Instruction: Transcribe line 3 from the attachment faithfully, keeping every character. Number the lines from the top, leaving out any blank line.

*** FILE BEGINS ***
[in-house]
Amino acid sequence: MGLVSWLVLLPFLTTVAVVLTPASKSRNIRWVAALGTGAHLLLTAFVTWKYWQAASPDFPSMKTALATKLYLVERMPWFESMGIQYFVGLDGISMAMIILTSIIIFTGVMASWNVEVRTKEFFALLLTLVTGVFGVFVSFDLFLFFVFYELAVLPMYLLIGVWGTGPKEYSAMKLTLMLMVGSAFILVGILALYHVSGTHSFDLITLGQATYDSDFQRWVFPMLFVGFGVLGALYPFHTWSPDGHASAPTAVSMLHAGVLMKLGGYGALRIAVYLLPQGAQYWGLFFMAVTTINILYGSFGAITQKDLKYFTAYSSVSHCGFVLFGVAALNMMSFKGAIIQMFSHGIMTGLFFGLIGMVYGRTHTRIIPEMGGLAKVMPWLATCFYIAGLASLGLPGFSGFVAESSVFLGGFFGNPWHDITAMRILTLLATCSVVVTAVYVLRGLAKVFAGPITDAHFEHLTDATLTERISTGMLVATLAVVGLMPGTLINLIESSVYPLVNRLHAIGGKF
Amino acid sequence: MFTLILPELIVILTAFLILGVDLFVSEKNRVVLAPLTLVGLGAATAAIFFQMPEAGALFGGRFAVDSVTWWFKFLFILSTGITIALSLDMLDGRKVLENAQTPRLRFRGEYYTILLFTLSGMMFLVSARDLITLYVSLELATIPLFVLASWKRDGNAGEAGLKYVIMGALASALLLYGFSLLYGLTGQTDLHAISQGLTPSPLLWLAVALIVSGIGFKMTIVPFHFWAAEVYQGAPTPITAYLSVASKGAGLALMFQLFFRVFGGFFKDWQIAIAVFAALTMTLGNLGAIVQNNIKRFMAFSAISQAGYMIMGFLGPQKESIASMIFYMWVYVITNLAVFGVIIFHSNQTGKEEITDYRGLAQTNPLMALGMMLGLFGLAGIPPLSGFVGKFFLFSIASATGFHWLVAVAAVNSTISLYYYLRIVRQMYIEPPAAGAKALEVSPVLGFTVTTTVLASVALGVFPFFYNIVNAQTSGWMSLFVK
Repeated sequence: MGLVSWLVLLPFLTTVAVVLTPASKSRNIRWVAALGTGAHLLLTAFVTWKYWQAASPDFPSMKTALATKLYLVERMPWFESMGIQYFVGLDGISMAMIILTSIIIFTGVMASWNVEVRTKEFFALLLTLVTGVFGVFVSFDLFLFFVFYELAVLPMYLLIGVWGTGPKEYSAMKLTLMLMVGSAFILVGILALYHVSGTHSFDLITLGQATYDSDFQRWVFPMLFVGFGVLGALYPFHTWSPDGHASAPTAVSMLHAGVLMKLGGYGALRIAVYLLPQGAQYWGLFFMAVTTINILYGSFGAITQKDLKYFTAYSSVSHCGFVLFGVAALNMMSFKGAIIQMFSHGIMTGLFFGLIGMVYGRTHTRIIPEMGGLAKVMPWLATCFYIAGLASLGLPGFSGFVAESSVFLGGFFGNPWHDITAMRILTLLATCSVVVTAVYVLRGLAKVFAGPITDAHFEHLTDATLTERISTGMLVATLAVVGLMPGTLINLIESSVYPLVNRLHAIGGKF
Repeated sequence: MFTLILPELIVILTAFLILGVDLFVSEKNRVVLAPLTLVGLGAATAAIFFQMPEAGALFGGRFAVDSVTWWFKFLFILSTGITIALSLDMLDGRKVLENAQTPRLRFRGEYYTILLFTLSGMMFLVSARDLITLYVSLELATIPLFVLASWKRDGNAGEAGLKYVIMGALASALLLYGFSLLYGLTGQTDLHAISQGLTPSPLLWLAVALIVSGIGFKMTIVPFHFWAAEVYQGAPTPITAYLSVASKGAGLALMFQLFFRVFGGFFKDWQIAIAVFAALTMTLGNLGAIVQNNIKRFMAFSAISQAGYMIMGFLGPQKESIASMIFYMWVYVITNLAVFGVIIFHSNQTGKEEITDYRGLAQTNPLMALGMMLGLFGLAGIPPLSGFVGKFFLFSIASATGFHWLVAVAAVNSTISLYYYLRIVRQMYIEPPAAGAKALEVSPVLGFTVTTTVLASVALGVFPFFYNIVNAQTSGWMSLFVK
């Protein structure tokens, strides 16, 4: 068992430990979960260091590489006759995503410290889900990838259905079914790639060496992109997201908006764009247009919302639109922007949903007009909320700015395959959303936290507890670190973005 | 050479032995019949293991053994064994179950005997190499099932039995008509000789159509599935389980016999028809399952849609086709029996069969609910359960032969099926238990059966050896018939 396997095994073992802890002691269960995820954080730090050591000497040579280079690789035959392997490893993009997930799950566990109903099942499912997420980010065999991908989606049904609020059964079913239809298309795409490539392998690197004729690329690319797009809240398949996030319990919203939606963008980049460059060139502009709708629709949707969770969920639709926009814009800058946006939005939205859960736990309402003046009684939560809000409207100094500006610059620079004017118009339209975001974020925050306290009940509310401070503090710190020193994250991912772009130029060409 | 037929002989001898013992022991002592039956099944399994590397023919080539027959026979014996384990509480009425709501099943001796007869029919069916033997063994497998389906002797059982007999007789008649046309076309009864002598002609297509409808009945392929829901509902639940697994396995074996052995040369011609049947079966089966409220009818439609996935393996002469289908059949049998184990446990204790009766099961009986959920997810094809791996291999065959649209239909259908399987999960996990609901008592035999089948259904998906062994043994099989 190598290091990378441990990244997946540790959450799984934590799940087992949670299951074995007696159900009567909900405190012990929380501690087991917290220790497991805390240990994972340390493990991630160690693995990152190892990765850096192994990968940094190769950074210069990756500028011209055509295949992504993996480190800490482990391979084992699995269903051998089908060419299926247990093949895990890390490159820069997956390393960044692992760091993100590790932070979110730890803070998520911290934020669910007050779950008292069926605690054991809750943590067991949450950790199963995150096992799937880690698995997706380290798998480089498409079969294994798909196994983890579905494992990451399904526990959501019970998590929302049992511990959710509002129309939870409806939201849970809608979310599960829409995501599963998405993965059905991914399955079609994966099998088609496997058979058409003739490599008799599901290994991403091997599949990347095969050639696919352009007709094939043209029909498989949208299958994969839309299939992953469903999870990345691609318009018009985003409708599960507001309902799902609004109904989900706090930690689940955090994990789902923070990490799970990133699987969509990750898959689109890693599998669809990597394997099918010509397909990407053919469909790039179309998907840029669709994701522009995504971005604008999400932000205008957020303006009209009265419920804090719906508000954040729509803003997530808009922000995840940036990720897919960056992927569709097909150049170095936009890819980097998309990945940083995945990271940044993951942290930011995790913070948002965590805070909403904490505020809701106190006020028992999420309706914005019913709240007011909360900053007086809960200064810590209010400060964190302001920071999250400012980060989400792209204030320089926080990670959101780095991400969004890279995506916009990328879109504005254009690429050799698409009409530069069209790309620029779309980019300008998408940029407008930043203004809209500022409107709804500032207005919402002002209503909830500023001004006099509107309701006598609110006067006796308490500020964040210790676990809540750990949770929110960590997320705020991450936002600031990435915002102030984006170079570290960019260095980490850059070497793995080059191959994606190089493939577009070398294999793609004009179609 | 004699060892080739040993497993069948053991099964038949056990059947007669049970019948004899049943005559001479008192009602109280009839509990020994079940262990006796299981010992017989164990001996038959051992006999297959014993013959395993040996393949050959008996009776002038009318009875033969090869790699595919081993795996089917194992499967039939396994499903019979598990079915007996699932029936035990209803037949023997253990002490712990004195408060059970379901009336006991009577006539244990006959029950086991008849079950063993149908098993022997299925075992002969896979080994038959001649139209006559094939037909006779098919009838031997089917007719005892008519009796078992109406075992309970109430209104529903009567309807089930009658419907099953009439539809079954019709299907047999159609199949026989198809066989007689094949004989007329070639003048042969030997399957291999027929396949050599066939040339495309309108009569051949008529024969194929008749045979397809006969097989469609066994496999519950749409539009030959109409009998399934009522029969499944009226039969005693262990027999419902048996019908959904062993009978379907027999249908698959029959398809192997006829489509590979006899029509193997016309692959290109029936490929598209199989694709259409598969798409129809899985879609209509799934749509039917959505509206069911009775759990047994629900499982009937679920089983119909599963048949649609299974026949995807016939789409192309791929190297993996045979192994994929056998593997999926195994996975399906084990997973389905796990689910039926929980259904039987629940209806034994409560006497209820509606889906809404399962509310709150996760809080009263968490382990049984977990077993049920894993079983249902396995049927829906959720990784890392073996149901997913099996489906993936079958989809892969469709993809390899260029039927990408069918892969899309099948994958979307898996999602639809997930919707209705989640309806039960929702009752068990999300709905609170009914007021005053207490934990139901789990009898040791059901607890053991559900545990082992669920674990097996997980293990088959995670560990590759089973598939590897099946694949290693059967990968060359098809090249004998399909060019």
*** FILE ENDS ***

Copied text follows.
Amino acid sequence: MFTLILPELIVILTAFLILGVDLFVSEKNRVVLAPLTLVGLGAATAAIFFQMPEAGALFGGRFAVDSVTWWFKFLFILSTGITIALSLDMLDGRKVLENAQTPRLRFRGEYYTILLFTLSGMMFLVSARDLITLYVSLELATIPLFVLASWKRDGNAGEAGLKYVIMGALASALLLYGFSLLYGLTGQTDLHAISQGLTPSPLLWLAVALIVSGIGFKMTIVPFHFWAAEVYQGAPTPITAYLSVASKGAGLALMFQLFFRVFGGFFKDWQIAIAVFAALTMTLGNLGAIVQNNIKRFMAFSAISQAGYMIMGFLGPQKESIASMIFYMWVYVITNLAVFGVIIFHSNQTGKEEITDYRGLAQTNPLMALGMMLGLFGLAGIPPLSGFVGKFFLFSIASATGFHWLVAVAAVNSTISLYYYLRIVRQMYIEPPAAGAKALEVSPVLGFTVTTTVLASVALGVFPFFYNIVNAQTSGWMSLFVK